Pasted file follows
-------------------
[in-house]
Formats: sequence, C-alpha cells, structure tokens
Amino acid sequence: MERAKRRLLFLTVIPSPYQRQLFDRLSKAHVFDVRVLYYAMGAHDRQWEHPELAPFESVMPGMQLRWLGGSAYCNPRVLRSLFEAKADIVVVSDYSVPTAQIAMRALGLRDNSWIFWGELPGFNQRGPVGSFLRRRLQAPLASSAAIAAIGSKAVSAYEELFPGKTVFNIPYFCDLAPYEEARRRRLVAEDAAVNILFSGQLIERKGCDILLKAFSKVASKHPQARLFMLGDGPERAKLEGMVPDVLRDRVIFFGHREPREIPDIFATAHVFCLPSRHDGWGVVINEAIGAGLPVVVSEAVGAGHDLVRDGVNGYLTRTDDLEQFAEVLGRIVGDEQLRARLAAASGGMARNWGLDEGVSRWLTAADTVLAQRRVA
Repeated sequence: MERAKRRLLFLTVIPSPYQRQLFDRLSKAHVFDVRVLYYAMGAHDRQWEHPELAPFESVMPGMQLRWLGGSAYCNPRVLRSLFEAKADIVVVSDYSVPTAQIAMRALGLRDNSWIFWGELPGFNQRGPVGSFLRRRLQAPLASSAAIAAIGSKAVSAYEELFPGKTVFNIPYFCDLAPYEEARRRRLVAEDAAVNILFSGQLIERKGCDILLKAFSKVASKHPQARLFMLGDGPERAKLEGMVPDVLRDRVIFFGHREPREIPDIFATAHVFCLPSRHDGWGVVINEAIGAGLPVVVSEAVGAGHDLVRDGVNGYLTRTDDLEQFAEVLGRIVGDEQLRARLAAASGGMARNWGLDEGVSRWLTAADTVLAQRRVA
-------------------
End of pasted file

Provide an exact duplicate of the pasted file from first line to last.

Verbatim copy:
[in-house]
Formats: sequence, C-alpha cells, structure tokens
Amino acid sequence: MERAKRRLLFLTVIPSPYQRQLFDRLSKAHVFDVRVLYYAMGAHDRQWEHPELAPFESVMPGMQLRWLGGSAYCNPRVLRSLFEAKADIVVVSDYSVPTAQIAMRALGLRDNSWIFWGELPGFNQRGPVGSFLRRRLQAPLASSAAIAAIGSKAVSAYEELFPGKTVFNIPYFCDLAPYEEARRRRLVAEDAAVNILFSGQLIERKGCDILLKAFSKVASKHPQARLFMLGDGPERAKLEGMVPDVLRDRVIFFGHREPREIPDIFATAHVFCLPSRHDGWGVVINEAIGAGLPVVVSEAVGAGHDLVRDGVNGYLTRTDDLEQFAEVLGRIVGDEQLRARLAAASGGMARNWGLDEGVSRWLTAADTVLAQRRVA
Repeated sequence: MERAKRRLLFLTVIPSPYQRQLFDRLSKAHVFDVRVLYYAMGAHDRQWEHPELAPFESVMPGMQLRWLGGSAYCNPRVLRSLFEAKADIVVVSDYSVPTAQIAMRALGLRDNSWIFWGELPGFNQRGPVGSFLRRRLQAPLASSAAIAAIGSKAVSAYEELFPGKTVFNIPYFCDLAPYEEARRRRLVAEDAAVNILFSGQLIERKGCDILLKAFSKVASKHPQARLFMLGDGPERAKLEGMVPDVLRDRVIFFGHREPREIPDIFATAHVFCLPSRHDGWGVVINEAIGAGLPVVVSEAVGAGHDLVRDGVNGYLTRTDDLEQFAEVLGRIVGDEQLRARLAAASGGMARNWGLDEGVSRWLTAADTVLAQRRVA